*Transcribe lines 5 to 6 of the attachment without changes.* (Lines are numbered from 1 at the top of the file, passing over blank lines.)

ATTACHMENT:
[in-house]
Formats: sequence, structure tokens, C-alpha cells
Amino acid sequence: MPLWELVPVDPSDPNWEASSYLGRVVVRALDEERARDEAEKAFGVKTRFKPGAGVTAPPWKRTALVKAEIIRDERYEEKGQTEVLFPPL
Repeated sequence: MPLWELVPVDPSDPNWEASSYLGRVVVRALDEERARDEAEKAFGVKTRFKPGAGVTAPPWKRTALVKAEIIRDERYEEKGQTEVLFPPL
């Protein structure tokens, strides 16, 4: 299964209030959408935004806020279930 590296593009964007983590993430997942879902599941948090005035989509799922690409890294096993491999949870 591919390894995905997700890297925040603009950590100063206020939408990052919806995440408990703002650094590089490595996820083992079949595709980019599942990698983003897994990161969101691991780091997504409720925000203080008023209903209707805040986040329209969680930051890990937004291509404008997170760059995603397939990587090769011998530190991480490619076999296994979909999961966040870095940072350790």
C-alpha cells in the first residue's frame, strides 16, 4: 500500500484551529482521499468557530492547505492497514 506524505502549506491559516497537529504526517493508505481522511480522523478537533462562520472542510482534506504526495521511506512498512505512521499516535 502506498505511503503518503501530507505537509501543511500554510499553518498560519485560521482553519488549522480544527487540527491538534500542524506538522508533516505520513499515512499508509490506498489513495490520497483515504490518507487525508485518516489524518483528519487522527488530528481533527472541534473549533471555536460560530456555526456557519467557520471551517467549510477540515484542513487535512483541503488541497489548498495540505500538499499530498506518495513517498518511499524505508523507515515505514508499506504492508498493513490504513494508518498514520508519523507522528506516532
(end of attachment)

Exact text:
């Protein structure tokens, strides 16, 4: 299964209030959408935004806020279930 590296593009964007983590993430997942879902599941948090005035989509799922690409890294096993491999949870 591919390894995905997700890297925040603009950590100063206020939408990052919806995440408990703002650094590089490595996820083992079949595709980019599942990698983003897994990161969101691991780091997504409720925000203080008023209903209707805040986040329209969680930051890990937004291509404008997170760059995603397939990587090769011998530190991480490619076999296994979909999961966040870095940072350790």
C-alpha cells in the first residue's frame, strides 16, 4: 500500500484551529482521499468557530492547505492497514 506524505502549506491559516497537529504526517493508505481522511480522523478537533462562520472542510482534506504526495521511506512498512505512521499516535 502506498505511503503518503501530507505537509501543511500554510499553518498560519485560521482553519488549522480544527487540527491538534500542524506538522508533516505520513499515512499508509490506498489513495490520497483515504490518507487525508485518516489524518483528519487522527488530528481533527472541534473549533471555536460560530456555526456557519467557520471551517467549510477540515484542513487535512483541503488541497489548498495540505500538499499530498506518495513517498518511499524505508523507515515505514508499506504492508498493513490504513494508518498514520508519523507522528506516532